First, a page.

The True Test of a Camera

“The true test of a camera is how it makes you feel when you pick it up and carry it around with you on a daily basis.”

After teaching photography for many years, I’ve been able to make a few interesting observations about the average person who enjoys taking pictures:  A few have been using a relatively poor camera and have simply not been able to make any amount of progress with their photography at all. Many are “part-timers” who will only pick up the camera on special occasions such as photographing a child’s birthday party. However, the vast majority of the people I’ve had attend classes are folks who own a decent camera but really have no idea how to use it to its full capabilities. These are the ones who will spend upwards of a thousand dollars or more on the camera and a few lenses but only know how to take the photo on the “automatic” setting. They could also be described as having little or no knowledge of basic photographic principles. I’m not in any way trying to offend anyone. I was there and so were many of my photographer friends. We all start somewhere. But the point I’m trying to make is that a great many people do not ask themselves what kind of things they like to take pictures of, and how they plan on using the camera. As a result, after a brief length of time, the camera that they purchased has failed to continue to inspire them to be a better photographer. It has in fact, become more of a burden to them instead of an extension of their eyes and hearts.

I have asked many of these same people if they brought their camera with them when they went on vacation to Europe or Mexico or wherever. “No” they said, “Just their cellphone.”

“Why?”, I asked.

Most wanted to travel light, and others were worried about getting their camera gear stolen or damaged somehow. They did not want to be inconvenienced by having to tote around a backpack or a larger bag with a DSLR and a few lenses, filters, cleaning supplies, and all that other stuff that you must have with you.

It’s a bit astonishing really when you think about it. So many want to have a nice camera and are willing to part with their hard-earned money to get one, but just can’t be bothered to take it anywhere or use it except for the odd occasion – only when it’s convenient.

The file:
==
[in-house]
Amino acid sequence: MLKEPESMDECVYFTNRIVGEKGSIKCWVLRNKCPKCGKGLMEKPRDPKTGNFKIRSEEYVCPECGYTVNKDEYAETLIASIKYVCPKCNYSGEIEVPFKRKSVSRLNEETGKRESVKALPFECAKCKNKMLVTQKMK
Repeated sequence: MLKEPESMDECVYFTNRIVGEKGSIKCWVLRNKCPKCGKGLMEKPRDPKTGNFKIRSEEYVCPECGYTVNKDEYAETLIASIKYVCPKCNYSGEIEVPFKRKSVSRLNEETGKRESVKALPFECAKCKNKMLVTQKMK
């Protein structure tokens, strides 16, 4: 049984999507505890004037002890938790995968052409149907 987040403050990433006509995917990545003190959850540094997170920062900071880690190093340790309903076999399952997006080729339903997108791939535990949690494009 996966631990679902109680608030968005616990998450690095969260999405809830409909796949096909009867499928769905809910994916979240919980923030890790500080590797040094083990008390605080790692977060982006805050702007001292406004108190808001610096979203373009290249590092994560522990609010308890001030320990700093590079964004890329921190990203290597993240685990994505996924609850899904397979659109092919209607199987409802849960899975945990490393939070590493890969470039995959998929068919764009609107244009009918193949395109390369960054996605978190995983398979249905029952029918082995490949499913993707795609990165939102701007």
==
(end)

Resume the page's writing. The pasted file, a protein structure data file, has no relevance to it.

What are my thoughts on this? Well it tells me that many of the people mentioned above did not take the time to really think out how they would like to use their cameras. They are disappointed when they realize that the images on their expensive camera really don’t look any different than the ones on their small point and shoot. In fact, many have told me that they used to take a lot more photos than they do now. And therein lays a huge clue…

To get better at photography you have to practice. You have to carry that camera around with you wherever you go. To do that, the camera has to become an extension of your eyes. It must be easy to use, easy to understand, and able to inspire you to be creative. And, it must be small enough so that it’s not a bother for you to bring along when you go for lunch at the local diner.

When you are given limitations, you are forced to be creative. When you are travelling with a small, light camera setup you will find yourself taking more pictures.

I cannot help but think that many people would have been happier to have purchased either a small point and shoot or a nice mirror-less camera with a fixed lens.

Now it’s true that a small number of people may be interested in eventually selling their prints of landscapes for example. A few are interested in setting up a studio perhaps. And an even smaller number may be interested in specializing in wildlife photography. Certainly those genres demand a wide variety of bigger, more sophisticated camera/lens setups. But most people I’ve had in my classes have told me that they’re interested in photographing their children, travel photography, macro photography, and the occasional landscape that they see when on vacation. And while the DSLR’s they own are more than capable of doing these types of photography, for many, they are just not something that becomes a part of them, a means to express their way of seeing the world.

Most of the time, it’s the Leica people, or the owners of small mirror-less cameras like the Fujifilm X series that you see with their cameras tethered to their bodies. Talk to the Ricoh GR people and you’ll see lots of smiles. Only the truly diehard DSLR’ers or seasoned professionals pack a big bag of gear around with them.

So this is really something that I think is important for the average person to strongly think about when they go out to buy a camera. Some of the wonderful smaller mirror-less cameras that are available today can produce landscapes, portraits, lifestyle, travel, street, and macro photographs that far exceed the needs of the average photographer. And they offer all of this in a small convenient to use package that could inspire you to use your camera every day and become a better photographer.

Megapixels, resolution, sensor noise, burst rate, buffer size and things like that are really not relevant for the average person. What is important is that you love your camera and the way it makes you feel. What’s important is that your camera inspires you to be creative. What’s important is having a camera with you, and one that is intuitive and easy to use.

“The true test of a camera is how it makes you feel when you pick it up and carry it around with you on a daily basis.”

Happy Shooting,



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